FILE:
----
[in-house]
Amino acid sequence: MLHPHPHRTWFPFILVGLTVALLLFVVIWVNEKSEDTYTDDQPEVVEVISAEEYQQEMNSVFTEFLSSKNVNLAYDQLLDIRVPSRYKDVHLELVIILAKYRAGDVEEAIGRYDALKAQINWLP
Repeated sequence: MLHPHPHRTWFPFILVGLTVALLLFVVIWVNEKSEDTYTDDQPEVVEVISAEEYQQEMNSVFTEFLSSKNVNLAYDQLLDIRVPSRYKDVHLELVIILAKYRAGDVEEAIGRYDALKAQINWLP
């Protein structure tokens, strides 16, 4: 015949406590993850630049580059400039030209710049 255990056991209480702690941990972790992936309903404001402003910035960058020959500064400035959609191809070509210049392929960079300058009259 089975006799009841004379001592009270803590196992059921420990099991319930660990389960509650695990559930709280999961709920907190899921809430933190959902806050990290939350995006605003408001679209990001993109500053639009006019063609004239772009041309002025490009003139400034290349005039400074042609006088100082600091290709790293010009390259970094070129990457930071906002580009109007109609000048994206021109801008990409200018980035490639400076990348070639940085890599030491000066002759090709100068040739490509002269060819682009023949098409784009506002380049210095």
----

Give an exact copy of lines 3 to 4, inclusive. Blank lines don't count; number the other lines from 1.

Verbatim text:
Repeated sequence: MLHPHPHRTWFPFILVGLTVALLLFVVIWVNEKSEDTYTDDQPEVVEVISAEEYQQEMNSVFTEFLSSKNVNLAYDQLLDIRVPSRYKDVHLELVIILAKYRAGDVEEAIGRYDALKAQINWLP
């Protein structure tokens, strides 16, 4: 015949406590993850630049580059400039030209710049 255990056991209480702690941990972790992936309903404001402003910035960058020959500064400035959609191809070509210049392929960079300058009259 089975006799009841004379001592009270803590196992059921420990099991319930660990389960509650695990559930709280999961709920907190899921809430933190959902806050990290939350995006605003408001679209990001993109500053639009006019063609004239772009041309002025490009003139400034290349005039400074042609006088100082600091290709790293010009390259970094070129990457930071906002580009109007109609000048994206021109801008990409200018980035490639400076990348070639940085890599030491000066002759090709100068040739490509002269060819682009023949098409784009506002380049210095």